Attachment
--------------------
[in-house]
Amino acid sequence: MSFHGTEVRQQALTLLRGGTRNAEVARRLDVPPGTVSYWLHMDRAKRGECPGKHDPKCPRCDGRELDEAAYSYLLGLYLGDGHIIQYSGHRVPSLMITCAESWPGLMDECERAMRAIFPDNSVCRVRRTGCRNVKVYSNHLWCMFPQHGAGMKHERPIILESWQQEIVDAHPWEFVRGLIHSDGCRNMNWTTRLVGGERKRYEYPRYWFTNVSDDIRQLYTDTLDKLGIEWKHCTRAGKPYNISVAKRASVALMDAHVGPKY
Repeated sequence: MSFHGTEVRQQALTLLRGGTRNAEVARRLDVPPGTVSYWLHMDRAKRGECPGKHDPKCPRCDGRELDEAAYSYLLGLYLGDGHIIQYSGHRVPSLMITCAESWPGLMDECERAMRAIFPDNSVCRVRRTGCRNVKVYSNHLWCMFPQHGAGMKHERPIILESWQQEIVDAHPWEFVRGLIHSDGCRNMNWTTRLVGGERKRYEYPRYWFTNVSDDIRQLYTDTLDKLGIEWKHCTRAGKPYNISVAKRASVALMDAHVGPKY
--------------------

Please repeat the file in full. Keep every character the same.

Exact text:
[in-house]
Amino acid sequence: MSFHGTEVRQQALTLLRGGTRNAEVARRLDVPPGTVSYWLHMDRAKRGECPGKHDPKCPRCDGRELDEAAYSYLLGLYLGDGHIIQYSGHRVPSLMITCAESWPGLMDECERAMRAIFPDNSVCRVRRTGCRNVKVYSNHLWCMFPQHGAGMKHERPIILESWQQEIVDAHPWEFVRGLIHSDGCRNMNWTTRLVGGERKRYEYPRYWFTNVSDDIRQLYTDTLDKLGIEWKHCTRAGKPYNISVAKRASVALMDAHVGPKY
Repeated sequence: MSFHGTEVRQQALTLLRGGTRNAEVARRLDVPPGTVSYWLHMDRAKRGECPGKHDPKCPRCDGRELDEAAYSYLLGLYLGDGHIIQYSGHRVPSLMITCAESWPGLMDECERAMRAIFPDNSVCRVRRTGCRNVKVYSNHLWCMFPQHGAGMKHERPIILESWQQEIVDAHPWEFVRGLIHSDGCRNMNWTTRLVGGERKRYEYPRYWFTNVSDDIRQLYTDTLDKLGIEWKHCTRAGKPYNISVAKRASVALMDAHVGPKY